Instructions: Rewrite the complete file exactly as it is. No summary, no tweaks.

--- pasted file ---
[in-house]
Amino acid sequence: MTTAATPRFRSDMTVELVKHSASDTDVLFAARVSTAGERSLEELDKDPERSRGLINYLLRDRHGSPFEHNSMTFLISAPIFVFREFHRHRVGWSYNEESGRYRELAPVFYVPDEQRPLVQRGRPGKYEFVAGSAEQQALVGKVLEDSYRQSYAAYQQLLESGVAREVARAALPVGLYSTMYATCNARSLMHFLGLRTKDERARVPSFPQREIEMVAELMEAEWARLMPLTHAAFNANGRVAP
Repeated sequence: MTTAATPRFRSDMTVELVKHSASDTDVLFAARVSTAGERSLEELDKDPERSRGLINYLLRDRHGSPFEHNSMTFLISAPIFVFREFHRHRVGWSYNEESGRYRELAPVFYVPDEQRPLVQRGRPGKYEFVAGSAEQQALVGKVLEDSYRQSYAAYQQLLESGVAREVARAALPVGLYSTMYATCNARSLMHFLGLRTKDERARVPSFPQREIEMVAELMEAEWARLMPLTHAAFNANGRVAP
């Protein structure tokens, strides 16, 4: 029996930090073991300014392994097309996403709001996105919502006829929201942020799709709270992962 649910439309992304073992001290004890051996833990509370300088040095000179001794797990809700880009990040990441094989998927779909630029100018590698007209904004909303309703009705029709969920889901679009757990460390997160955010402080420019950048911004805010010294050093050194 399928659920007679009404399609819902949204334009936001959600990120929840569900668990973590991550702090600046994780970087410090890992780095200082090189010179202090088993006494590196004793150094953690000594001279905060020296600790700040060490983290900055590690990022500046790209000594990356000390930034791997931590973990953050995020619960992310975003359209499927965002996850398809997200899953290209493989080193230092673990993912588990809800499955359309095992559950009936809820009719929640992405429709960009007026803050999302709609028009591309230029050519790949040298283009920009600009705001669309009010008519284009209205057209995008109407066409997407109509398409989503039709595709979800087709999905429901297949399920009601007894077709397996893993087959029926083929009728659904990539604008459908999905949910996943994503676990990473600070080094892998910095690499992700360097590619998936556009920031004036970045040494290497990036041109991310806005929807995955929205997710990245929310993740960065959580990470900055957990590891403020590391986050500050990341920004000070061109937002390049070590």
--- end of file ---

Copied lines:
[in-house]
Amino acid sequence: MTTAATPRFRSDMTVELVKHSASDTDVLFAARVSTAGERSLEELDKDPERSRGLINYLLRDRHGSPFEHNSMTFLISAPIFVFREFHRHRVGWSYNEESGRYRELAPVFYVPDEQRPLVQRGRPGKYEFVAGSAEQQALVGKVLEDSYRQSYAAYQQLLESGVAREVARAALPVGLYSTMYATCNARSLMHFLGLRTKDERARVPSFPQREIEMVAELMEAEWARLMPLTHAAFNANGRVAP
Repeated sequence: MTTAATPRFRSDMTVELVKHSASDTDVLFAARVSTAGERSLEELDKDPERSRGLINYLLRDRHGSPFEHNSMTFLISAPIFVFREFHRHRVGWSYNEESGRYRELAPVFYVPDEQRPLVQRGRPGKYEFVAGSAEQQALVGKVLEDSYRQSYAAYQQLLESGVAREVARAALPVGLYSTMYATCNARSLMHFLGLRTKDERARVPSFPQREIEMVAELMEAEWARLMPLTHAAFNANGRVAP
């Protein structure tokens, strides 16, 4: 029996930090073991300014392994097309996403709001996105919502006829929201942020799709709270992962 649910439309992304073992001290004890051996833990509370300088040095000179001794797990809700880009990040990441094989998927779909630029100018590698007209904004909303309703009705029709969920889901679009757990460390997160955010402080420019950048911004805010010294050093050194 399928659920007679009404399609819902949204334009936001959600990120929840569900668990973590991550702090600046994780970087410090890992780095200082090189010179202090088993006494590196004793150094953690000594001279905060020296600790700040060490983290900055590690990022500046790209000594990356000390930034791997931590973990953050995020619960992310975003359209499927965002996850398809997200899953290209493989080193230092673990993912588990809800499955359309095992559950009936809820009719929640992405429709960009007026803050999302709609028009591309230029050519790949040298283009920009600009705001669309009010008519284009209205057209995008109407066409997407109509398409989503039709595709979800087709999905429901297949399920009601007894077709397996893993087959029926083929009728659904990539604008459908999905949910996943994503676990990473600070080094892998910095690499992700360097590619998936556009920031004036970045040494290497990036041109991310806005929807995955929205997710990245929310993740960065959580990470900055957990590891403020590391986050500050990341920004000070061109937002390049070590």